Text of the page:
After the filesystem has been mounted, the message queues on the system can be viewed  and
       manipulated using the commands usually used for files (e.g., ls(1) and rm(1)).

       The contents of each file in the directory consist of a single line containing information
       about the queue:

           $ cat /dev/mqueue/mymq
           QSIZE:129     NOTIFY:2    SIGNO:0    NOTIFY_PID:8260

       These fields are as follows:

       QSIZE  Number of bytes of data in all messages in the queue.

              If this is nonzero, then the process with this PID has used mq_notify(3) to  regis‐
              ter  for  asynchronous  message notification, and the remaining fields describe how
              notification occurs.

       NOTIFY Notification method: 0 is SIGEV_SIGNAL; 1 is SIGEV_NONE; and 2 is SIGEV_THREAD.

       SIGNO  Signal number to be used for SIGEV_SIGNAL.

   Polling message queue descriptors
       On Linux, a message queue descriptor is actually a file descriptor, and can  be  monitored
       using select(2), poll(2), or epoll(7).  This is not portable.

   IPC namespaces
       For a discussion of the interaction of System V IPC objects and IPC namespaces, see names‐


       System V message queues (msgget(2), msgsnd(2), msgrcv(2),  etc.)  are  an  older  API  for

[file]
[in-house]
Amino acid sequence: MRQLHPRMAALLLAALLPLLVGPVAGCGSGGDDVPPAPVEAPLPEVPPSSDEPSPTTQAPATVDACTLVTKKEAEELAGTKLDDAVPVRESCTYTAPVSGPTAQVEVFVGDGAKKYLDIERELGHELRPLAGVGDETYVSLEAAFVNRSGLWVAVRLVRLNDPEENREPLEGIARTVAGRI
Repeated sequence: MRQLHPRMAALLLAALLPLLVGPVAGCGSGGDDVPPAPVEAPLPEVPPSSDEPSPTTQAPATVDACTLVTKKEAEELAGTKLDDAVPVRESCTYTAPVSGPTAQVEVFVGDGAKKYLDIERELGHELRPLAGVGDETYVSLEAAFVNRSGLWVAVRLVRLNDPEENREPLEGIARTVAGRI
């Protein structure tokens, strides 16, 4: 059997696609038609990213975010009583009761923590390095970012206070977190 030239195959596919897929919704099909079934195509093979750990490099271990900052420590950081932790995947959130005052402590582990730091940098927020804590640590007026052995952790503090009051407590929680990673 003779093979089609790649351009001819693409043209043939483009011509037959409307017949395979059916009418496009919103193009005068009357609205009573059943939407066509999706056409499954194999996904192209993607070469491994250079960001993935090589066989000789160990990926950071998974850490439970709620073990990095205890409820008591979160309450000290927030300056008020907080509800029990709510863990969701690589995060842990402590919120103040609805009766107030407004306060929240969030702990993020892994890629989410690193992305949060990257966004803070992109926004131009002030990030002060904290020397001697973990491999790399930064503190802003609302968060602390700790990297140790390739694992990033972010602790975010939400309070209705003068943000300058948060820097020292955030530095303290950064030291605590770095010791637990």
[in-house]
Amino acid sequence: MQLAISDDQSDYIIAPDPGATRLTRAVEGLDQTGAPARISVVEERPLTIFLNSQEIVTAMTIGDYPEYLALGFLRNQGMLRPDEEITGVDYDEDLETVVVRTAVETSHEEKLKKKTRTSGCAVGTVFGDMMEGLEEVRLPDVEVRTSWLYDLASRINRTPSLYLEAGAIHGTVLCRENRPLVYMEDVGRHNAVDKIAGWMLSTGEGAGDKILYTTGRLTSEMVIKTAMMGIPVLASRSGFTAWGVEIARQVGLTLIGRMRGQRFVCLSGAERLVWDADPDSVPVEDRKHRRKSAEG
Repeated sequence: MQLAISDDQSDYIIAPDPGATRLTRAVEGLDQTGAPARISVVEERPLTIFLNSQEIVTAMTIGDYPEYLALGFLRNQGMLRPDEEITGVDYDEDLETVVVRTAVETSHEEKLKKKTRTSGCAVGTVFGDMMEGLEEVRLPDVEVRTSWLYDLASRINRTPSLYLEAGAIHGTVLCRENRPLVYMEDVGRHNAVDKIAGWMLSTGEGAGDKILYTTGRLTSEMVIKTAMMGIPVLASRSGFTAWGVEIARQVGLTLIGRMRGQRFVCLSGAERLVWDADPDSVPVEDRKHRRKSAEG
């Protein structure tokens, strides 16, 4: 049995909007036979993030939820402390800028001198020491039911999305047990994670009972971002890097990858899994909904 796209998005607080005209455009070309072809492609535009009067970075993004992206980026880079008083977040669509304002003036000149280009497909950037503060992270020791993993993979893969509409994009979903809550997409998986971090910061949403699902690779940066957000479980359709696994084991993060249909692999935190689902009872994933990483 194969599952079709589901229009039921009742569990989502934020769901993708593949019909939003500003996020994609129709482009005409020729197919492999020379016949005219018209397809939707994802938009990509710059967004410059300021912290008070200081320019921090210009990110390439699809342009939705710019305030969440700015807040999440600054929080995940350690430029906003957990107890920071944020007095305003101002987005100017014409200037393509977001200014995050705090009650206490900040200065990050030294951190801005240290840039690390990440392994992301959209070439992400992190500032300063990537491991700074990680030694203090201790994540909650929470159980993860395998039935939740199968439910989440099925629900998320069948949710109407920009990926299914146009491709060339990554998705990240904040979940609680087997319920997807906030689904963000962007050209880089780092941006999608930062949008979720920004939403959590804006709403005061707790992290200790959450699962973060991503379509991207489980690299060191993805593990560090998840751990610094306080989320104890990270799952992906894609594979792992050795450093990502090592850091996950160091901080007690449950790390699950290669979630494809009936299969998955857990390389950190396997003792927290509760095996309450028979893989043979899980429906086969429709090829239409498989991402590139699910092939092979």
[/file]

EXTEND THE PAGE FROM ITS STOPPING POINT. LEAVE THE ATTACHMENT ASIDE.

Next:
exchanging  messages  between  processes.   POSIX message queues provide a better designed
       interface than System V message queues; on the other hand POSIX message  queues  are  less
       widely available (especially on older systems) than System V message queues.

       Linux does not currently (2.6.26) support the use of access control lists (ACLs) for POSIX
       message queues.

       An example of the use of various message queue functions is shown in mq_notify(3).

       In Linux versions 3.5 to 3.14, the kernel imposed a ceiling of  1024  (HARD_QUEUESMAX)  on
       the value to which the queues_max limit could be raised, and the ceiling was enforced even
       for privileged processes.  This ceiling value was removed in Linux 3.14,  and  patches  to
       stable kernels 3.5.x to 3.13.x also removed the ceiling.

       getrlimit(2),    mq_getsetattr(2),   poll(2),   select(2),   mq_close(3),   mq_getattr(3),
       mq_notify(3), mq_open(3), mq_receive(3), mq_send(3), mq_unlink(3), epoll(7), namespaces(7)

       This page is part of release 3.74 of the Linux man-pages project.  A  description  of  the
       project,  information  about  reporting  bugs, and the latest version of this page, can be
       found at http://www.kernel.org/doc/man-pages/.

Linux                                       2014-09-21                             MQ_OVERVIEW(7)